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The Mindful Way through DepressionReview - The Mindful Way through Depression
by Mark Williams, John Teasdale, Zindel Segal, and Jon Kabat-Zin
Guilford, 2007
Review by Beth T. Cholette, Ph.D.
Jan 15th 2008 (Volume 12, Issue 3)

In this book, four professionals from different backgrounds come together to present a unique approach for depression self-help.  Williams is a psychologist who has authored previous works on cognitive-behaviors approaches to depression and who, along with his co-authors Teasdale and Segal, published a more recent book on mindfulness-based cognitive therapy designed for professionals.  Segal has similarly published prior books on cognitive therapy but who has eventually moved more towards an integration of cognitive therapy and mindfulness.  Finally, Kabat-Zin is best known for his efforts to bring mindfulness meditation to a wider audience through simple, straight-forward books such as Wherever You Go, There You Are.  The varying expertise of this group has produced a practical, thoughtful approach to the treatment of depression, combining classic cognitive techniques with the use of mindfulness, or a sense of non-judgmental awareness of and attention to the present moment.

To begin, the authors present a realistic and empathetic portrait of what it is like to suffer from depression.  They suggest that the depressed person’s effort to problem-solve--usually in the form of critical thinking and rumination--is the very thing which serves to keep one stuck in a negative cycle.  On the other hand, Williams et al. argue that cultivating mindfulness allows one to become more open to possibilities, to more easily disregard negative judgments, to stop worrying about the future, to solve problems more effectively, and to prevent future slides into depression by becoming more aware of the early warning signs.

So, how do the authors teach their readers to become more mindful?  They start by presenting convincing examples which illustrate the potential power of mindfulness; following this, they move on to simple exercises which allow readers to discover this for themselves.  These initial exercises encourage the reader to increase mindfulness during everyday activities such as driving or taking a shower.  Moving on from here, the authors review the importance of giving up on attempts to control the mind, incorporating breathing into the practice, and gathering feedback directly through the senses rather than via thought.  The remainder of the book then flows from these basic techniques, focusing more specifically on transforming unhappiness.  Through use of additional exercises (including mindful yoga), the reader is shown how to reconnect with feelings and to move towards greater acceptance of unwanted emotions.  This leads to being able to distinguish negative emotions from negative thoughts and eventually understanding how the latter tend to impact depressive states.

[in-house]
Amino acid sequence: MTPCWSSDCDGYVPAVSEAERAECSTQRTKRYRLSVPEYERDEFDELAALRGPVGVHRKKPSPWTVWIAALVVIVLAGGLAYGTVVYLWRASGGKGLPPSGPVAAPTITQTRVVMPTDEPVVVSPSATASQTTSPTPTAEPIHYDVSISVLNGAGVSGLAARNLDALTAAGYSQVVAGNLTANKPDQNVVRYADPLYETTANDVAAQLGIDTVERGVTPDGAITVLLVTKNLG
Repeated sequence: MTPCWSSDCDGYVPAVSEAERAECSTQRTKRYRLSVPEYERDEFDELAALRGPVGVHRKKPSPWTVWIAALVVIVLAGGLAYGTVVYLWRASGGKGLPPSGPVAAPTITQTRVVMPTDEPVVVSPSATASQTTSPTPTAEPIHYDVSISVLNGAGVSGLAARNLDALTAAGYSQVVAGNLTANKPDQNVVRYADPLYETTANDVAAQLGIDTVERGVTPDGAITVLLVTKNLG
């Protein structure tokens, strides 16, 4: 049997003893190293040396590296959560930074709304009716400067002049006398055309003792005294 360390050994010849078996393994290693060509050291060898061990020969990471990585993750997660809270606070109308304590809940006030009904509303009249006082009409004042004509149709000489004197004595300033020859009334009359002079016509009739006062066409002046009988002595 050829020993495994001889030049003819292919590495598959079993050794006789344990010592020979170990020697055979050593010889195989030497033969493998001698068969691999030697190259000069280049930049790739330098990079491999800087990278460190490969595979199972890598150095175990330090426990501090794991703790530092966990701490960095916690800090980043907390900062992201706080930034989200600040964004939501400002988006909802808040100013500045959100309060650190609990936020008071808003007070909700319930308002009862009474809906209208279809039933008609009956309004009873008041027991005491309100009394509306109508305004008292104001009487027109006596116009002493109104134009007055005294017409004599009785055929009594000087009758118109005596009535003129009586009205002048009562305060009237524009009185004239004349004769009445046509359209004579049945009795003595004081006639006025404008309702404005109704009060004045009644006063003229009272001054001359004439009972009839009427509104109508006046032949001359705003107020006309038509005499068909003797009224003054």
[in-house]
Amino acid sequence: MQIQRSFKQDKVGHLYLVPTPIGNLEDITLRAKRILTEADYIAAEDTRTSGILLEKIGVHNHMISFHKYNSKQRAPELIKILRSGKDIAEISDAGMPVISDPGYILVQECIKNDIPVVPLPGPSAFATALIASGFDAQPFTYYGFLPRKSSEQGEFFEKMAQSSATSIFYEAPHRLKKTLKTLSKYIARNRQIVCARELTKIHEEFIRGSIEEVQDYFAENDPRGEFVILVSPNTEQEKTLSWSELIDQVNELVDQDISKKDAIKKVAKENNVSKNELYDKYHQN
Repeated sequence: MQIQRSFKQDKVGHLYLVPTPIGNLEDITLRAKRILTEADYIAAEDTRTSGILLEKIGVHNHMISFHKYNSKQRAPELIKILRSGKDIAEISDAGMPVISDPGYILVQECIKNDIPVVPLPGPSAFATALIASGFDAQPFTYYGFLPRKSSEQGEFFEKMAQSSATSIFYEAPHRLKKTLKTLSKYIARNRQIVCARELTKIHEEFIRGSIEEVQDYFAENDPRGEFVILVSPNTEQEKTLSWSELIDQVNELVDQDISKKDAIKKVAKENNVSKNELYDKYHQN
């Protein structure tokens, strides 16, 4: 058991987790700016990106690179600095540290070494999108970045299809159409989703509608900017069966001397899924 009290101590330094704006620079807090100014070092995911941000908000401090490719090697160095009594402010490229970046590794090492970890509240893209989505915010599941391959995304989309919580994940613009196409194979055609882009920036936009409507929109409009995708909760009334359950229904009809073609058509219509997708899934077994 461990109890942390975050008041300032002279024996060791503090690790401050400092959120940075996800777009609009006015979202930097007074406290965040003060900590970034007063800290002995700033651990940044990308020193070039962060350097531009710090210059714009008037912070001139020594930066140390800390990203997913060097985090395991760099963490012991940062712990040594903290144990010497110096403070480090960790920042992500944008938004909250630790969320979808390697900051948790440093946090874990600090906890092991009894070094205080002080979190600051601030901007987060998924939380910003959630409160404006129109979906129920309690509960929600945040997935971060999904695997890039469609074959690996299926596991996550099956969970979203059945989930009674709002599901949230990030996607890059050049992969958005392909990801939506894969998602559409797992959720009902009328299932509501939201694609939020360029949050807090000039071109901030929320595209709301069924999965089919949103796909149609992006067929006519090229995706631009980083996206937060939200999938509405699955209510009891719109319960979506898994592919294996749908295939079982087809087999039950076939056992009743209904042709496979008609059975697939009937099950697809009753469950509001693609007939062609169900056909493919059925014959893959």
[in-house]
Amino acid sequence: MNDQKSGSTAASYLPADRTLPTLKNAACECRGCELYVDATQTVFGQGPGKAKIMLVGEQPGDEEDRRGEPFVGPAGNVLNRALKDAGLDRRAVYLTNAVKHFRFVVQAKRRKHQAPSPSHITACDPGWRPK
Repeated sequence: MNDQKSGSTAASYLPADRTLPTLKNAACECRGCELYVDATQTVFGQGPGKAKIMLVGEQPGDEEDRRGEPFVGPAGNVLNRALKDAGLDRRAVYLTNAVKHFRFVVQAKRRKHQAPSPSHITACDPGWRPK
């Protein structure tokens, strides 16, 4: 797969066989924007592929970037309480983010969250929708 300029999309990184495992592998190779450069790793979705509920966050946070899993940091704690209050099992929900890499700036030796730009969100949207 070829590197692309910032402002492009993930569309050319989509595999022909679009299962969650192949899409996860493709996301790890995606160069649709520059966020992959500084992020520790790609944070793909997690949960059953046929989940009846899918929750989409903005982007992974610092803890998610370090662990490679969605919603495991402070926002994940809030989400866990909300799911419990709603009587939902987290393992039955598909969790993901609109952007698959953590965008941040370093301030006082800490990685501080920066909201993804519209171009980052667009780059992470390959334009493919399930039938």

The last part of the book offers two detailed case examples which illustrate how mindfulness practices might be woven into everyday life.  Finally, the book offers guidelines for an 8-week mindfulness program; this program incorporates chapters of the book as well tracks from the accompanying CD.  The CD offers a total of six guided meditation practices narrated by Jon Kabat-Zin:  Body Scan, Mindful Standing Yoga, Mindfulness of the Breath, Mindfulness of the Breath and Body, Mindfulness of Sounds and Thoughts, and The Breathing Space.

Overall, this book provides an effective approach for dealing with depressive symptoms.  The efficacy of cognitive treatment for depression has been well-established, and the authors strengthen the mind-body connection of this method with their addition of a mindfulness component.  Although the book offers plenty of practical suggestions and an array of helpful exercises, the concepts presented here may be perceived as being too abstract by some members of the intended self-help audience.  However, I would definitely recommend The Mindful Way Through Depression to therapists wanting to incorporate the use of mindfulness techniques with their clients, and I also believe that it would be appropriate self-help reading for depression sufferers who have an interest in meditation techniques and/or who are looking for a fresh perspective to assist with managing their depression.

© 2008 Beth Cholette

Beth Cholette, Ph.D., is a clinical psychologist who provides psychotherapy to college students at SUNY Geneseo. She is also a Top 100 Reviewer at Amazon.com and the official yoga media reviewer for iHanuman.com.


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